May 4, 2009 at 2:46 PM
The insanity is over. I hardly dared say a word before it started. Last night my hired string quartet with me as first violinist gave its concert in my home. My good friend, teacher and "mentor" played cello, and I hired two Masters students from the Shepherd School to play second violin and viola. A carefully selected audience of 11 listened while we performed Beethoven Opus 59 No. 1.
We had rehearsed 5 times before the performance including a dress rehearsal on Friday. My co-players were excellent and very patient. If a market existed for supporting vanity performances they could have careers in it. There were moments in preparation that felt quite desperate. The day of the performance was agony. What kind of fool makes their debut performance on one of Beethoven's Rasumovsky quartets? Is this my "retirement"? What if the dreaded bow chatter starts? I had taken some precautions. No non-family musicians were invited. No one I felt a need to impress was invited. I had practiced for hours. I had practiced playing from the score. I had marked every difficult finger pattern. I knew the length of every shift a fourth or greater. My wife bought a banana for just before the performance but I forgot to go back to the kitchen and eat it.
So how did it go? Generally fine. I felt reasonably satisfied. We never had to stop although we did have one fairly significant "adjustment" (hopefully mostly invisible to the audience) and a couple of small ones (probably all my fault but if I knew exactly what I did wrong I wouldn't have done it wrong.) Bow chatter was minor and only occurred a little on the several bar long high c in the first movement. The cellist thought that the last movement tempo was reckless and dangerous but I thought it was exciting. We managed fine. The slow movement slowed down a bit too much.
Anyway its over and I will not be retiring. I don't think that I will be expanding the size or scope of my audience. It was a bit expensive but I can splurge once a year. Next year we'll do something easier.
Congratulations! Sounds like it was fun!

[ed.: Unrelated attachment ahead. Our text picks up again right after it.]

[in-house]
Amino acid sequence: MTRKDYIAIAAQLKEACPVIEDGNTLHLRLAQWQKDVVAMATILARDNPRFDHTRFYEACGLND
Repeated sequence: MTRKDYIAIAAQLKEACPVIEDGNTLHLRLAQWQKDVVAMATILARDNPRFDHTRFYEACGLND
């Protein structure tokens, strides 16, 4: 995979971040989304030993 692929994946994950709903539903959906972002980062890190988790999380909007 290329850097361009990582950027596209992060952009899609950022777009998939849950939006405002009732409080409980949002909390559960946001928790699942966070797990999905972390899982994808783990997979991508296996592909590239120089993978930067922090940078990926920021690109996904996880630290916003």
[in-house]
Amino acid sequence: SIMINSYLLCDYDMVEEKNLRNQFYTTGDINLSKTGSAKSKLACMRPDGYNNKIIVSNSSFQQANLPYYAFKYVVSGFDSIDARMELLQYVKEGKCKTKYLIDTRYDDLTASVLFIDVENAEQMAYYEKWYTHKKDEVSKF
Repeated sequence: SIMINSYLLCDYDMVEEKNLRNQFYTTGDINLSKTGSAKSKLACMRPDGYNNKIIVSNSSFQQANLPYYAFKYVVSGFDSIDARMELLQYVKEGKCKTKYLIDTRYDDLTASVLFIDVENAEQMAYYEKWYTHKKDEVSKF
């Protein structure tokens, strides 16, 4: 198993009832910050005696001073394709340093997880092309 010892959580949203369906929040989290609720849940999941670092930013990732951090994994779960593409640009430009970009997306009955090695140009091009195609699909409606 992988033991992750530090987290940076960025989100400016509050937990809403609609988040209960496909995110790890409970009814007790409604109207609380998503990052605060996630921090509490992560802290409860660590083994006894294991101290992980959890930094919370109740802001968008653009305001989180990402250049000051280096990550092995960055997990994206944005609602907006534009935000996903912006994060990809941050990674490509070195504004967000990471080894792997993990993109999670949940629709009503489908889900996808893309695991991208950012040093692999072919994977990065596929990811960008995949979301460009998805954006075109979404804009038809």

Thanks! When I realized that I had control of my nerves it started to be a bit exhilarating. I had a lot of fun and I am still riding a bit of the high.
Tomorrow I'll start to get objective about the performance and in another week or so I think I'll blog on the gaps between studio and ensemble practice room and final performance. There are definitely skills that need to be cultivated to bridge or close the gaps.
What a great idea! Yes, family is the worst to perform for... At least you were born with parents and siblings who all play music too!
Fantastic! I envy you. The sheer difficulty of getting together a quartet here overwhelming.
I was intereste d in your `debut` choice. That is exactly the quartet I recommend relatively new quartets or just beginning Beethoven to start. I have never found the opus 18 to be such a good choice although they are initially rather easier looking. I believe they are actually harder to play well although a jusr bearable level of mediocrity level is rapidly attainable ;)
When lived in Japan from 1982 to 1988 I played a lot of chamber music (no concerts) but there was a very active chamber music association that had an annual conference with master classes etc. Perhaps that was because it was Tokyo. Some of the standing quartets were quite good. Several had members with conservatory educations who had careers in the recording industry, concert promotion etc. A highlight and low light of one conference was to be invited to sight read the Nocturne from the Borodin Quartet as second violinist at the Nijikai following the conference. They were great players but I needed a coach at my elbow.
My friend the cellist suggested Opus 59 Number 1. He thought that it was less of a violin concerto with accompaniment than Op 18 and more of an ensemble piece. I suspect he feels that although it is hard it doesn't place the same kind of burden on the first violinist to carry the piece as Opus 18 does. It would have been impossible if any of the others had been less than my level of performer.
Update: The last sentence reads a little strangely. What I mean is that the standard string quartet with the first violinist being the best player would not have worked for the recent performance had I been the best player.
This is a neat idea. Thanks for sharing!
This is what chamber music is! You could call it a house concert too. And there is such a thing. Hope to read more about it. I am feeling chamber music deprived in my current post, except for a student has just bought her cello and now the school I work at has violinists, a violist and cellist, so we're ripe for chamber music soon too. Cheers!
This entry has been archived and is no longer accepting comments.
Violinist.com is made possible by...